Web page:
Child Support and Spousal Support

When a couple begins living separately, the same funds that were used to support one household now must be used to support two households. Often one of the first things that must be resolved is how much if any money will change hands between the parties.

Child support in the litigation setting is determined by use of a computer program (such as Dissomaster) which considers the incomes and tax situations of both parties, as well as the timeshare each has with the children. The Court is expected to follow a state guideline, and there is very little discretion to deviate from that guideline. Most expenses are not considered by the Court when child support is ordered. Child support cannot be made non-modifiable, nor can it be waived, in any divorce process. It generally takes first priority over all over debts.

Clients who are mediating or are in collaborative divorce will have more options for determining child and spousal support, as they are not bound by what a judge would do. Those clients can consider their expenses and budgets, as well as any other information, including input from a financial professional, that would help them reach an agreement that is in the best interests of their entire family.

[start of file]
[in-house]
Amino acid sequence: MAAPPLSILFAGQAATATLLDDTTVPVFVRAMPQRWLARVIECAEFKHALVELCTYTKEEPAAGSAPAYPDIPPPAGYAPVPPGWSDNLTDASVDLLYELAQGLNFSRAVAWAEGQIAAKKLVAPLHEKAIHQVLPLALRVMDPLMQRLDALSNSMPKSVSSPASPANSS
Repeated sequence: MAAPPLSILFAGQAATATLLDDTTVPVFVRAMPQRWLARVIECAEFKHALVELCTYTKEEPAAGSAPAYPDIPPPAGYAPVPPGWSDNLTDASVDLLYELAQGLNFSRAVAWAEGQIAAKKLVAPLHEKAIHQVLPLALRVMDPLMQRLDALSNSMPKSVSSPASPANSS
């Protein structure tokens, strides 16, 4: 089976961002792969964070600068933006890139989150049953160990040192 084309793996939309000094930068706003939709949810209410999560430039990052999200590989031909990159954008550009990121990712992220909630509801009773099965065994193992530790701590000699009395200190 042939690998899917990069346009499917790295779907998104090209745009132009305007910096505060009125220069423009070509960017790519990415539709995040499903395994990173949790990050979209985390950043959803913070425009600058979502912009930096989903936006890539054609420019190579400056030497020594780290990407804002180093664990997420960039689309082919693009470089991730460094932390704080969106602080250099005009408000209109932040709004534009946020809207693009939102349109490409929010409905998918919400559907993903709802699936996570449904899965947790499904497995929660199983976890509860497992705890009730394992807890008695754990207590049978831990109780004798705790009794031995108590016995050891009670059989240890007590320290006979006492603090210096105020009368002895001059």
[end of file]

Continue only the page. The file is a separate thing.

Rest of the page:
There are two types of spousal support: temporary and permanent. Temporary spousal support is paid during a family law case, until the Judgment is entered. Permanent spousal support is paid after the Judgment is entered. If the parties are litigating, temporary spousal support will be set with the same computer program that is used for child support. Permanent spousal support is not set with a computer program, but in the litigation context is determined by considering many statutory factors, such as length of marriage, standard of living during the marriage, time away from work to raise children, history of domestic violence, earning history, earning capacity, etc. Determination of these factors can be complex. In mediation and collaboration cases, the parties are not bound by what a Judge would do, but are able to work toward a settlement that benefits both of them and works for their family. They may consider additional information that a Judge would not find to be relevant, but that matters to the family.